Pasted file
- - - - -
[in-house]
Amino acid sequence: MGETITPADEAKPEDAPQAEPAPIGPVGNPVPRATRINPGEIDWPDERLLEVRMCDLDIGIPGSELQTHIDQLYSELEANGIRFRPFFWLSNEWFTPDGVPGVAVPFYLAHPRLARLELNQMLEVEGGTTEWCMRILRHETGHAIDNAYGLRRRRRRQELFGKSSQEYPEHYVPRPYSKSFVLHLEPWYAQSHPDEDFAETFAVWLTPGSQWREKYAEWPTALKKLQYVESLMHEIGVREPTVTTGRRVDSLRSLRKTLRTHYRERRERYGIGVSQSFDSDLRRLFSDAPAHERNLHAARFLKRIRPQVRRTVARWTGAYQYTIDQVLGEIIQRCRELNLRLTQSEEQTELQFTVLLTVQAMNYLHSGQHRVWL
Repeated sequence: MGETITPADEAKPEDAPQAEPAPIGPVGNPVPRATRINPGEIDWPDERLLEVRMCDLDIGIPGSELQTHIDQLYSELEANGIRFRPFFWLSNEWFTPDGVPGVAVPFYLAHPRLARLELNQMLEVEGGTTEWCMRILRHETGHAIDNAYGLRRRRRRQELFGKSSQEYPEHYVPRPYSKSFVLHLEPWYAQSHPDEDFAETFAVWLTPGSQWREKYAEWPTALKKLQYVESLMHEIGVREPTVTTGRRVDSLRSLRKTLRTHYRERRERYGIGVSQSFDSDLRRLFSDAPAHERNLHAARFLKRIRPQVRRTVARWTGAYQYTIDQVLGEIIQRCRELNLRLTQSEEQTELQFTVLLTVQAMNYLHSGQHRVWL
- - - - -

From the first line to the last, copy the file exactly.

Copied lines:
[in-house]
Amino acid sequence: MGETITPADEAKPEDAPQAEPAPIGPVGNPVPRATRINPGEIDWPDERLLEVRMCDLDIGIPGSELQTHIDQLYSELEANGIRFRPFFWLSNEWFTPDGVPGVAVPFYLAHPRLARLELNQMLEVEGGTTEWCMRILRHETGHAIDNAYGLRRRRRRQELFGKSSQEYPEHYVPRPYSKSFVLHLEPWYAQSHPDEDFAETFAVWLTPGSQWREKYAEWPTALKKLQYVESLMHEIGVREPTVTTGRRVDSLRSLRKTLRTHYRERRERYGIGVSQSFDSDLRRLFSDAPAHERNLHAARFLKRIRPQVRRTVARWTGAYQYTIDQVLGEIIQRCRELNLRLTQSEEQTELQFTVLLTVQAMNYLHSGQHRVWL
Repeated sequence: MGETITPADEAKPEDAPQAEPAPIGPVGNPVPRATRINPGEIDWPDERLLEVRMCDLDIGIPGSELQTHIDQLYSELEANGIRFRPFFWLSNEWFTPDGVPGVAVPFYLAHPRLARLELNQMLEVEGGTTEWCMRILRHETGHAIDNAYGLRRRRRRQELFGKSSQEYPEHYVPRPYSKSFVLHLEPWYAQSHPDEDFAETFAVWLTPGSQWREKYAEWPTALKKLQYVESLMHEIGVREPTVTTGRRVDSLRSLRKTLRTHYRERRERYGIGVSQSFDSDLRRLFSDAPAHERNLHAARFLKRIRPQVRRTVARWTGAYQYTIDQVLGEIIQRCRELNLRLTQSEEQTELQFTVLLTVQAMNYLHSGQHRVWL